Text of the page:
Covidiots

Yesterday I read a letter in the local paper written by a man whose wife was a nurse in a Covid unit in an even smaller and more remote part of Colorado. She’d treated a man who was a Covid denier, who subscribed to several conspiracy theories. He demanded the hospital remove his oxygen because Covid was a hoax and he didn’t trust the ventilator. He was dead in 20 minutes. The man writing the letter to my local paper was begging us in Monte Vista to care for one another by getting vaccinated.

I had lunch a couple days ago with an old friend who believes two OTHER old friends (who are pretty fucking stupid though not evil) that vaccines are bad, the Covid vaccine is particularly bad, and ultimately COVID-19 will (poof!) all go away. Her politics are farther left than mine. These friends are passionate anti-vaxxers. She explained to me that she spent a lot of time on Youtube watching virologists and she was better informed than most people as a result. I didn’t answer but I thought, “Who needs an expert like Dr. Fauci or YouTube or anything to tell them that life is better than death? Any crawling creature with a microscopic brain knows that.” 

And what kind of friend puts an idea, a mere belief, above the life of their friend?

I have a doctor friend who recently made the comment that the virus is real but also sensationalized. I agree with that. Trump did that, destroying peoples’ ability to calmly and rationally evaluate the situation even WITHOUT experts.

People seek out opinions that confirm their biases and their ignorance and don’t reflect inside themselves even for a moment, “What IF the virus is real? What IF I were to get it? Do I KNOW for sure it wouldn’t make me sick? Make my dad sick?” Erring on the side of caution only makes sense.(But many of these people believe that vaccines are reckless and dangerous).

Those who cite statistics as evidence against the potency of the virus are not even thinking that contracting the virus is not a game of craps. It’s two objects taken one at a time. The probability is not 1/6 or 1/12 or 1/10,000 but 50%, increasing with certain circumstances. I’m not smart, especially math smart, but I did get an A in math one quarter (in 8th grade) when we did irrational math and probability theorem.

It’s weird living around people who view themselves as members of a numberless herd and their life or death as a statistical problem. All this without even considering the various end results from death to permanent physical damage — all of which is unknown when a person contracts the virus.

I’ve been really blue for the past week or so, part of it is the injured shoulder (which is healing well) and the resulting bad sleep, part of it is a three day migraine, partly because I really don’t like being an elderly lady (I am), but some of my blues is related to the fact that part of me can’t believe this is still going on. I hate what I’ve had to learn about people in the pandemonium of the past 18 months.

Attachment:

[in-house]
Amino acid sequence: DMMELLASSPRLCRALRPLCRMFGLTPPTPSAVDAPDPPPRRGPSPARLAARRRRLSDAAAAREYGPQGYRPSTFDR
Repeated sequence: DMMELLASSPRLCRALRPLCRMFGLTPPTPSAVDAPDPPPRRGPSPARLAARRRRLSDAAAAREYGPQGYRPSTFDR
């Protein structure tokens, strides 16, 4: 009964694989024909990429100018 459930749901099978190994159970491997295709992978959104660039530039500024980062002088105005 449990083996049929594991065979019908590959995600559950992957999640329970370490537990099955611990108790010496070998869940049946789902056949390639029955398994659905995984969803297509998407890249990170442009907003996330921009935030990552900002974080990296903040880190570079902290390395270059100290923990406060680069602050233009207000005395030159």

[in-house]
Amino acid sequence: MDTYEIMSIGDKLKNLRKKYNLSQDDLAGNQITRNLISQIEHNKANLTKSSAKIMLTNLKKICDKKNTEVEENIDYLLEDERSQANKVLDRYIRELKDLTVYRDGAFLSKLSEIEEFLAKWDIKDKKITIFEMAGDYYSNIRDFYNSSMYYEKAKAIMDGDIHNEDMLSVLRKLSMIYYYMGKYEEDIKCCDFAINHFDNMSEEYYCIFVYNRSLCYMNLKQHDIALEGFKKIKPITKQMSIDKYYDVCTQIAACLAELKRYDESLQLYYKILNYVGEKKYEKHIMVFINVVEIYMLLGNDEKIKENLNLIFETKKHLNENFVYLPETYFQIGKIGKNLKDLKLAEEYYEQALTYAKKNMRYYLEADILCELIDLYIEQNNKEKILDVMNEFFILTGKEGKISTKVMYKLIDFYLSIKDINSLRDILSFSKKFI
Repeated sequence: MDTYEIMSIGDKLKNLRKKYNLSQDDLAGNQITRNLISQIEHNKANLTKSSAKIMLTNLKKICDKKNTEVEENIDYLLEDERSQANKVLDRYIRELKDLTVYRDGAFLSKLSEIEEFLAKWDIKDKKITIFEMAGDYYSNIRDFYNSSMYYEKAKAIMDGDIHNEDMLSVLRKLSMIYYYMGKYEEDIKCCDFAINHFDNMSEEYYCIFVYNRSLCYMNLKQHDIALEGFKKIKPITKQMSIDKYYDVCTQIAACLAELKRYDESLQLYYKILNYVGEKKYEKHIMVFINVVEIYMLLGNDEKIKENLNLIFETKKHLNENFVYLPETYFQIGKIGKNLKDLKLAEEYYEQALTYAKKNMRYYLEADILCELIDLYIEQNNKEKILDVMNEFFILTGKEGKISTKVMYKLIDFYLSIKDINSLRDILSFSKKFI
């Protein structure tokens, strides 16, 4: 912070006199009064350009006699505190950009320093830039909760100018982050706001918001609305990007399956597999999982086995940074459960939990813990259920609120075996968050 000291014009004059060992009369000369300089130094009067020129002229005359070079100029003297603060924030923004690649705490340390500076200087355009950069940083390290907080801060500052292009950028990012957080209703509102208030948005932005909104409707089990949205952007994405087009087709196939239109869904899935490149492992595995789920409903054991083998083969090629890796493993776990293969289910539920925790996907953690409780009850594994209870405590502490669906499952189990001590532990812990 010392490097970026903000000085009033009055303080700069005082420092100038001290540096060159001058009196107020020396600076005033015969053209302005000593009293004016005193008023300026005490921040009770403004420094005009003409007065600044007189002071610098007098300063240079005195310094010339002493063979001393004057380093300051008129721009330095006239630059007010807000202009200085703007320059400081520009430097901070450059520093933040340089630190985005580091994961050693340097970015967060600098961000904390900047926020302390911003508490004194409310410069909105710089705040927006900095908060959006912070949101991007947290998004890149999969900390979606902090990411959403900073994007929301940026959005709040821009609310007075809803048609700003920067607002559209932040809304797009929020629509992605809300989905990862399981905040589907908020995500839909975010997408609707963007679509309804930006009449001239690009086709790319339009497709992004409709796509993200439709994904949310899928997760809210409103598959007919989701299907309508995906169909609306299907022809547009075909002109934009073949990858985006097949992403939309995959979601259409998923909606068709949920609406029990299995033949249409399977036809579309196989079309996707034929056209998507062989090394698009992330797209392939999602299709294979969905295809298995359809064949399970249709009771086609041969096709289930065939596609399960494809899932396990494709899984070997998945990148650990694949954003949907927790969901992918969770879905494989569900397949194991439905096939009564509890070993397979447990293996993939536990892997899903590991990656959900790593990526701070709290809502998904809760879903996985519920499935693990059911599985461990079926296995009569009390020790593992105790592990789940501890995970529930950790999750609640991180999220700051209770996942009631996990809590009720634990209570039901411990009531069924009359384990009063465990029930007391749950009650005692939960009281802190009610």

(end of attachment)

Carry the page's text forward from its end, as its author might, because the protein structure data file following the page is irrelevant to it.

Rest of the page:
I thought yesterday about the polio vaccine and how it was received by people — both literally(I had a shot and a sweet, cherry-flavored drink, both) and emotionally (Yay!!!!! Praise Jonas Salk!!!). I played with a couple of kids back then who’d had polio. One was in leg braces and used arm crutches. One of my cousins had also had it, and it was touch and go for a while. When she recovered, her growth had been stunted, and her legs were no longer straight. From THIS promontory I could only imagine the fear parents must have felt back then. And then, of course, President Roosevelt… Maybe if COVID 19 maimed children and disabled presidents it would be more believable?

I don’t know how this will eventually evolve. From time to time I notice the political shenanigans in Texas and Florida. My part of Colorado is full of people from Texas in summer — nice friendly people, but???

I’m very tired. I know I’m not alone.

A little light shone into this cave day-before-yesterday when a young woman watched my Youtube lecture on how to write a memoir and needed help understanding the Ppt. We had a conversation and it really helped her. It was that magic of teaching (again). I recently sent a friend a daily planner for teachers that says “Teaching Is the Greatest Act of Optimism.” I don’t know anything about the woman I helped with her homework other than she was trying to learn something. Right now that is worth so very very much.

35 thoughts on “Covidiots

  1. I REALLY don’t understand it. We’ve had vaccines for so long. And scientists have been working on the COVID one a while — longer than the pandemic. I’d rather get the vaccine and contract a mild case of COVID than not get the vaccine and, well, DIE.

  2. Florida is a joke. DeSantis is so screwed up…he didn’t know the government sent us 300 ventilators? Did he order ventilators? What a jerk.
    One of my doctors rolls his eyes as the tells me some of his patients won’t get the vaccine because God will save them. I’m happy in their belief, but come on…! And the people who are in the hospital, trying to recover from Covid and still will denounce the vaccine. I don’t get it, Martha.